Muslim taxi driver penalised for refusing to carry disabled woman’s assistance dog
Posted: Wed, 30 Oct 2013 11:05
A Muslim taxi driver in East Sussex has been given 12 penalty points after he refused to carry a disabled woman in his cab because she had an assistance dog with her.
He claimed it was because of religious objections to the dog that he told the woman to find another taxi.
However, anti-discrimination legislation clearly states that taxi drivers cannot discriminate on grounds of disability.
The driver contacted his local imam for advice and was told that he should have taken the woman and her dog and then atoned for the religious breach later.
Wealden District Council's licensing sub-committee discussed the matter on 2 October, and considered whether the driver was still considered a fit and proper person to hold a taxi licence.
The committee decided that the driver, who was not identified, had sought religious direction on the matter, and that he was now fully aware of his duties as a licensed driver and that he should not lose his job as a result of the incident.
Dave Stitchman, owner of East Grinstead's King of the Road Cars taxi firm, said he would have respected the driver's religious beliefs. He told the local newspaper: "I have not ever had a Muslim driver at the firm but we once had a Turkish man who just didn't turn up on his first day. Personally I would have tried to resolve the situation quickly to help both the taxi driver and the client.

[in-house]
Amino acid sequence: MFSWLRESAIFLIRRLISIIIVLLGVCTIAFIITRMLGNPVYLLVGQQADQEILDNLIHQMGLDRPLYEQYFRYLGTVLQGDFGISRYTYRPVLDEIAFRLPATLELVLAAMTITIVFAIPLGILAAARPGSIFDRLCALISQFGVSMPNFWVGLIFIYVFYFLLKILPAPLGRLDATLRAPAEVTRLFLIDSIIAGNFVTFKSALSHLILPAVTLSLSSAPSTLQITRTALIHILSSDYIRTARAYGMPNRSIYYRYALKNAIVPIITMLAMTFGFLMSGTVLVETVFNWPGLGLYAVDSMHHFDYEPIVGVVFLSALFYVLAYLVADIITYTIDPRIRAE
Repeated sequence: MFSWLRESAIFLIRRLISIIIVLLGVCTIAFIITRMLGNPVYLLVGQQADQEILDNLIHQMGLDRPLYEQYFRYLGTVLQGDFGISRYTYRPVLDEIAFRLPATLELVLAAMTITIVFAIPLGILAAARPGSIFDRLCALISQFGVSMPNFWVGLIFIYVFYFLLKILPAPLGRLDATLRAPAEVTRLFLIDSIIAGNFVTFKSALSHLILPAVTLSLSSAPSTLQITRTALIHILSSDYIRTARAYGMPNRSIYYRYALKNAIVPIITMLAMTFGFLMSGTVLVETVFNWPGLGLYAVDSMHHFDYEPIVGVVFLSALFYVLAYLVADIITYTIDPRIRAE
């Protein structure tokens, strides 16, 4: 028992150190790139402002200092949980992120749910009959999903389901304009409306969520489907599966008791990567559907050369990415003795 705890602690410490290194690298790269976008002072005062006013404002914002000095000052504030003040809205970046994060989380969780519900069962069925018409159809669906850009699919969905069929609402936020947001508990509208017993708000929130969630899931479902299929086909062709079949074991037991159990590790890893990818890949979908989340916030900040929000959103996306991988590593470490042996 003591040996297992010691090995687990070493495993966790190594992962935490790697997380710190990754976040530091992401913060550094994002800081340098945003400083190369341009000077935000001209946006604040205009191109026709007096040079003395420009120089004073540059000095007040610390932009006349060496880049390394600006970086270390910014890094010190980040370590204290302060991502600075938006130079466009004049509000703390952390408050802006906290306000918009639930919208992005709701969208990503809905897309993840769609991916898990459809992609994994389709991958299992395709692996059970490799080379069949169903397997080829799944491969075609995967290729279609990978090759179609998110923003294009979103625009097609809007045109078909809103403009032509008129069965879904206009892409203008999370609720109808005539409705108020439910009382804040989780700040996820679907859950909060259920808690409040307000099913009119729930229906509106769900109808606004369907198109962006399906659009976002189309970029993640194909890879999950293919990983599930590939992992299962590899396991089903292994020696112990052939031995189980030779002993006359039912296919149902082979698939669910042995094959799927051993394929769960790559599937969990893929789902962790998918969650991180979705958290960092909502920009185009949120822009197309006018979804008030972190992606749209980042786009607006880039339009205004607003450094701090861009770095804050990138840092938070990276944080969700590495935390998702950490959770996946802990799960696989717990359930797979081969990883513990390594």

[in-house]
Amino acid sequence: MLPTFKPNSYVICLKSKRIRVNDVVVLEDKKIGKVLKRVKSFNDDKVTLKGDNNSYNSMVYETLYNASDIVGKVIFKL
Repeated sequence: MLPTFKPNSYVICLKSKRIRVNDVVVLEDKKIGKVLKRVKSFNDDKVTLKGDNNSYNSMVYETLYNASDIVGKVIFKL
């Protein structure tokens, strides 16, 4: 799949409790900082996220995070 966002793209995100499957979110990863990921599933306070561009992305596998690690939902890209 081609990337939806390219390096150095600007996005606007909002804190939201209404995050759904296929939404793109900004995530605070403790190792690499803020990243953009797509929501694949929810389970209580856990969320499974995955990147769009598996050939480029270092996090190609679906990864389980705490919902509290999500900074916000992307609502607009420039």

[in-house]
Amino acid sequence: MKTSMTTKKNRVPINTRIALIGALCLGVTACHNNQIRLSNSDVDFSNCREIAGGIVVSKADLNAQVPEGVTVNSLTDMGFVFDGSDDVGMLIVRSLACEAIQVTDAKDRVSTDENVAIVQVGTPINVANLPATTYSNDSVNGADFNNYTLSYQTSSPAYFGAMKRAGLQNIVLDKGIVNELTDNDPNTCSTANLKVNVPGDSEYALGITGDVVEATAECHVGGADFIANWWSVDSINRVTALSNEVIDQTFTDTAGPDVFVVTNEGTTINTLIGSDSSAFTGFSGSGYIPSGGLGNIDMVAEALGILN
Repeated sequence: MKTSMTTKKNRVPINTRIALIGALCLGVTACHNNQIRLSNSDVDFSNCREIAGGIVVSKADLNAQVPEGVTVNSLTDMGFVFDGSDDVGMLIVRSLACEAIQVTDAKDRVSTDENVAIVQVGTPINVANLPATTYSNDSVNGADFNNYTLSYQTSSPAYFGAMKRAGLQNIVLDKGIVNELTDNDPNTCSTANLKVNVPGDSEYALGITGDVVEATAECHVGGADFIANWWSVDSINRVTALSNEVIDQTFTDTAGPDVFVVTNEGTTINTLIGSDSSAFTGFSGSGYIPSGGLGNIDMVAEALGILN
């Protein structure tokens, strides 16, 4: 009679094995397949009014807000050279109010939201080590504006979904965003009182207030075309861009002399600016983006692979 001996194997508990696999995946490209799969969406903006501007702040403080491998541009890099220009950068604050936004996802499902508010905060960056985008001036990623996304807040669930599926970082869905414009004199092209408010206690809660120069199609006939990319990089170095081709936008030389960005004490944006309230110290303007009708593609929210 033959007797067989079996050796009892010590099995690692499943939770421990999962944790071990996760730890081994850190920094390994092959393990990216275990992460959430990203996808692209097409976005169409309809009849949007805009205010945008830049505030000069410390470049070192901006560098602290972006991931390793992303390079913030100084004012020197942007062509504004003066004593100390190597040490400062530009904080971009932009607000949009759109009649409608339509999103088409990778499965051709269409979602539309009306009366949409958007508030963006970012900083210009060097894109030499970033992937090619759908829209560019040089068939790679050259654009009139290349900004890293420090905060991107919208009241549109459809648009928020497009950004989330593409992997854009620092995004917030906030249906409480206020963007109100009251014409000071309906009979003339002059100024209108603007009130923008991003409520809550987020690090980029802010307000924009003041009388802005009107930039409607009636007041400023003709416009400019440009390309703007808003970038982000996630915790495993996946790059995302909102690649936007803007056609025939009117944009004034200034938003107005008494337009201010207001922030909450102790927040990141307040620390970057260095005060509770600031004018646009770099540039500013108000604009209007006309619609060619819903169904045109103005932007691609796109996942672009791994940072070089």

"I'm not too sure what the rules of Ramadan are so I would have a quick look on the internet and tell the driver what he can and can't do. I would explain the situation to the client and be honest and up front about the reason why the driver feels the way he does."
Terry Sanderson, President of the National Secular Society, said: "There seems to be some confusion here about what the law permits. The Equalities legislation makes it quite clear that services cannot be refused on the grounds of disability and this taxi driver was clearly in the wrong trying to put his religion before the law.
"Mr Stitchman seems to think that it would have been OK to put the driver's beliefs above the needs of his customer. It is not. Leaving a disabled person potentially high and dry like this simply cannot be countenanced. Suppose there had been no other taxis, what then?"